The Internet is poisoning itself

Jacob Schmidt

Global internet traffic is expected to grow a whopping 6600% from 2005 and 2019. By the end of that period, you will need 5 million years just to watch all the videos uploaded each month. Despite this tremendous growth, the internet is stagnating.

The deluge of digital content we consume every day has turned us into repost machines. Our penchant for sharing articles, polls, videos, songs, GIFs and memes gives the authors of such content significant influence over us — and the agendas of content producers are not always benevolent.

The rise of traffic analytics and search engine optimization shifted content producers’ focus from creating meaningful content to manufacturing profitable content. For amateur bloggers and media titans alike, traffic metrics like click-through rate, interactions-per-visit and cost-per-conversion have replaced substance and quality at the bottom line.

Subtle factors can mean the difference between becoming the next digital trend or another forgotten URL. The internet is an extreme place where content fights in a winner-take-all war for our attention. The slim few that win “go viral,” while the vast majority die quietly in the background.

The end result is a frightening homogeneity. Many websites look and feel identical because designers emulate the successful sites they see online. Musicians mimic the sounds and production techniques of famous artists they hear online. Videographers format their videos like the clips they view online.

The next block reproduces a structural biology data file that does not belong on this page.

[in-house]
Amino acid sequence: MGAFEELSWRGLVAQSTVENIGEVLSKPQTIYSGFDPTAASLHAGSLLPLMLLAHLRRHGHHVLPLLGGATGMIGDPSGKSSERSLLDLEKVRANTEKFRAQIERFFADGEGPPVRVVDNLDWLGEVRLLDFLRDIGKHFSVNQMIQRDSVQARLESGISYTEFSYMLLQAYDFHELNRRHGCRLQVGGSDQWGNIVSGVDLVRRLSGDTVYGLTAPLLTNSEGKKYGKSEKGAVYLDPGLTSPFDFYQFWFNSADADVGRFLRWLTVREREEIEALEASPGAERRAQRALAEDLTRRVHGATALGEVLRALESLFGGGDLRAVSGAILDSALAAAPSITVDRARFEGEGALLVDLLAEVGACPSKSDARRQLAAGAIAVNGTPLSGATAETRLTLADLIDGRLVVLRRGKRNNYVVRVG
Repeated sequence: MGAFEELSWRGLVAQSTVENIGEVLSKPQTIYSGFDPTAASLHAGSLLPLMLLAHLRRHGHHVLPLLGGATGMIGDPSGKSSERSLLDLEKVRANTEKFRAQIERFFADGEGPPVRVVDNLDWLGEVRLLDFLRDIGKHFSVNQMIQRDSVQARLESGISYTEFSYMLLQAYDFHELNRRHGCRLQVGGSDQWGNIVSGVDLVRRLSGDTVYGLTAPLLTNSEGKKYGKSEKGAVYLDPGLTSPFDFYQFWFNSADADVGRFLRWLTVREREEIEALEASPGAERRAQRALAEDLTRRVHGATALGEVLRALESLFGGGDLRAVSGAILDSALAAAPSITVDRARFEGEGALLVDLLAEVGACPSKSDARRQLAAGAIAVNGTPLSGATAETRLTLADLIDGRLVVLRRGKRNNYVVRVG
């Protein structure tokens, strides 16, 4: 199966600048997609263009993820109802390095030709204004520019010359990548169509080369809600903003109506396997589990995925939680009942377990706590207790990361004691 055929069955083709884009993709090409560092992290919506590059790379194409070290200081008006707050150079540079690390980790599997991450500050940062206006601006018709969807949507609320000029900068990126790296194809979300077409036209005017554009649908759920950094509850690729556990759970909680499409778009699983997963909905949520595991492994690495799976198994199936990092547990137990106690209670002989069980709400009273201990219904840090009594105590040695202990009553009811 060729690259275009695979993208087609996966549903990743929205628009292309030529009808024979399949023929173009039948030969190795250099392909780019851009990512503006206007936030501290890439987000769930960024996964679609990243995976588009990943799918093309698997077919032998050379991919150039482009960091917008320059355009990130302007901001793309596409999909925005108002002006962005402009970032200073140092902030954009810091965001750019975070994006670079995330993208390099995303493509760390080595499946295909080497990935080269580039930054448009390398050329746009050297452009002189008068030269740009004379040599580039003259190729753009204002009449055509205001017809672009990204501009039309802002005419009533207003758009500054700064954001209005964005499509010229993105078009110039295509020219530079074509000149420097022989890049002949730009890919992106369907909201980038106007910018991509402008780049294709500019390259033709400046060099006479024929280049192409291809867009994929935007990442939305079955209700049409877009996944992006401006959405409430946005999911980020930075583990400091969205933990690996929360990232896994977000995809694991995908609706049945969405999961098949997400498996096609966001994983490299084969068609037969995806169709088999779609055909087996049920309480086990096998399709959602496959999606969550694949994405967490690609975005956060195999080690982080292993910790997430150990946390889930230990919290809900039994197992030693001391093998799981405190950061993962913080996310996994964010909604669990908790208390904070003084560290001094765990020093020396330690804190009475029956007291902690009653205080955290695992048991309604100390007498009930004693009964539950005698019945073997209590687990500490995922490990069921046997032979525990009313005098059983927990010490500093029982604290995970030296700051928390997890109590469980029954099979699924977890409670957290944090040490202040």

Cultural dilution is the price we pay for boundless access to digital content. Local and regional idiosyncrasies are marginalized by global trends because originality is hard to maintain when web success seems to follow such a strict a format.

The web has lowered the barriers to entry for many content producers, but content consumers haven’t established a clear way to sort or value the flood of new content. Our primary tool for navigating the web, search engines, only directs us where others have previously gone.

Our fondness of reposting, the agendas in our content and the web’s culture of genericism are creating a swell of insignificant digital experiences that drown out the internet’s creative and collaborative potential. But as witnesses of and participants in the evolution of the web, we have the ability to improve it with each use. Think about how you use social media and consume digital content. Stay true to your history and culture. And most importantly, don’t worry if you don’t have all the answers yet — that’s what Google is for.

Schmidt is a physics and aerospace engineering sophomore from Austin. Follow him on Twitter @heyjakers.